Someone please advise me.

    Thank you.

  • keisha

    hello i live in charlotte & im thinking about starting my own courier service whats the best way to do it independent contracting or self owned

  • Suanne

    I am moving to Colorado in the fall and would like to start a courier business, however the closest town ( 25 miles) is small, approx 2000 people. There are quite a few businesses, but will that support a 1 person courier service? Thanks Suanne

  • Kim M

    are messengers and couriers the same

  • Kim M

    I’m a legal process server, should I incorporate both together courier since they are both delivery service

  • Patrick Moroney

    Pricing really comes down to what your overheads are going to be. Operational costs can be kept very low for start up courier operations in comparison to established larger businesses.

    The larger companies have considerable operating costs compared to a small outfit that may start with just a few vans and a truck. This is a big advantage with your pricing.

    One of the biggest mistakes is starting out with to large a warehouse that you need to keep paying every month. Choose your depot wisely.

    However, even though you might start up with low pricing, there are lots of add on charges you can offer to your clients. People are prepared to pay for that extra service.

    Things like 2hr or 4hr pick up and delivery, same day delivery, specialty packaging, white glove service, immediate pick up and delivery. These are just a few suggestions, there are many add ons you can offer your customers to increase the base take.

    All the best with your endeavours.

    • wmhammons

      “Things like 2hr or 4hr pick up and delivery, same day delivery, specialty packaging, white glove service, immediate pick up and delivery. These are just a few suggestions, there are many add ons you can offer your customers to increase the base take.”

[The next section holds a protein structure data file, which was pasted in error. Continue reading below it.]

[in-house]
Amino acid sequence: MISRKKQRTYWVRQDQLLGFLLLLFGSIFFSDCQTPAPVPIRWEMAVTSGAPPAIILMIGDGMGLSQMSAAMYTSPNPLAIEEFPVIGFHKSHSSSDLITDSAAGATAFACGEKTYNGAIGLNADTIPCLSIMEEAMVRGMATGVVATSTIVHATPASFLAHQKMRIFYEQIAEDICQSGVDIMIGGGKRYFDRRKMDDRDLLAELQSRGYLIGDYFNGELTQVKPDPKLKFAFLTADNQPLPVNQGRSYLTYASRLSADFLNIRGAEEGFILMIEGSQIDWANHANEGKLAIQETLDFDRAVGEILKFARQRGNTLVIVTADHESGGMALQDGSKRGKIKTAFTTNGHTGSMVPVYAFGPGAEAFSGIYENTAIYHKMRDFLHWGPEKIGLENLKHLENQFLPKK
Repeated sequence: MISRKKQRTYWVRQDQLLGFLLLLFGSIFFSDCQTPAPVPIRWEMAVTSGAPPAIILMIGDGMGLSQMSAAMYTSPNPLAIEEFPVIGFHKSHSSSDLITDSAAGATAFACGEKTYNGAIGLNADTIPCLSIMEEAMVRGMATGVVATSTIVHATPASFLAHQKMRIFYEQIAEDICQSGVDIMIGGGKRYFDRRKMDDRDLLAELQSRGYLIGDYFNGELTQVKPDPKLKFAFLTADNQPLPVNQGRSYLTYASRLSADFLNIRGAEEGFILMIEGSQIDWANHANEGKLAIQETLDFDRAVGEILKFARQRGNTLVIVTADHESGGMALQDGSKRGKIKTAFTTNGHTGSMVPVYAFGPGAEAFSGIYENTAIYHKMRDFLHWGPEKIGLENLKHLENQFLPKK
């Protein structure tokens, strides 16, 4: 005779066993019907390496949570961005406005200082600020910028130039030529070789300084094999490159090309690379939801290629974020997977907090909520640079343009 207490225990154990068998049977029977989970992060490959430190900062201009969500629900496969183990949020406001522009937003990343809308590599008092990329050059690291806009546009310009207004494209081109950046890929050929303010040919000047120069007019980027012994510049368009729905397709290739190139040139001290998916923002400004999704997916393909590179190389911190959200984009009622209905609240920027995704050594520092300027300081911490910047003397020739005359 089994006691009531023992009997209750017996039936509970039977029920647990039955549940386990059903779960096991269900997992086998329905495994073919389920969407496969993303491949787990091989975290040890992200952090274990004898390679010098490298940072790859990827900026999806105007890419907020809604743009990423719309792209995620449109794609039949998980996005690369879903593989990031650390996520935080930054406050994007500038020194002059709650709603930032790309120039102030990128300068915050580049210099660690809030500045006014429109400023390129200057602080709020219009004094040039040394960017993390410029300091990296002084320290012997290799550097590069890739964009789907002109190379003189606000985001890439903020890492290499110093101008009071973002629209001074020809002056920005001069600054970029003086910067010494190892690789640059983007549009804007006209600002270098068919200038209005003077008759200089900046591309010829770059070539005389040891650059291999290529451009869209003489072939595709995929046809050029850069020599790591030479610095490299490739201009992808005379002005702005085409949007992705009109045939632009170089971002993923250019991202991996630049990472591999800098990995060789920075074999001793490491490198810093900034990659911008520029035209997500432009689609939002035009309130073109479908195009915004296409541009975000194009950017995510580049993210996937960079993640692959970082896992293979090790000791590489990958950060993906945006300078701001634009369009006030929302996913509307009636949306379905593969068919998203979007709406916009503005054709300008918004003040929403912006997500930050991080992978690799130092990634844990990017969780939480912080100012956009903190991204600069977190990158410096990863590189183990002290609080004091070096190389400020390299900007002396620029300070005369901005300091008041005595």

And how does one figure out those fees? using the Inside-Out Approach for example.

      • The Inside-Out Approach, being based on your actual expenses, isn’t going to give you much insight when it comes to value-added services like rush or after-hours deliveries.

        What you could do is treat them as “time-and-a-half” for your hourly wage if you are using the IOA. But, ultimately, it comes down to what it’s worth to you. If you’re well-established and have steady income streams, it may take a higher hourly wage to get you out of bed to make a delivery at 2 a.m..

        When you’re just starting out, however, it may be that the extra income is more important and you’re willing to do more for competitive prices.

        Focus on what it’s worth to you and what the competition charges — if you can find a balance in there, you should be fine. Remember that ultimately your best price is as high as the client will pay while still feeling like they are getting an excellent value. The better the value they feel they are getting, the more likely they are to use you again.

        It’s worth pointing out, however, that “value” and “low price” are very often different things. This is where the money is.

      • Deon Victor

        i just lost my work in Mozambique and want to start courier business,how is the package prices worked out,i need to setup my business plan asap and need help,can u direct me to a website.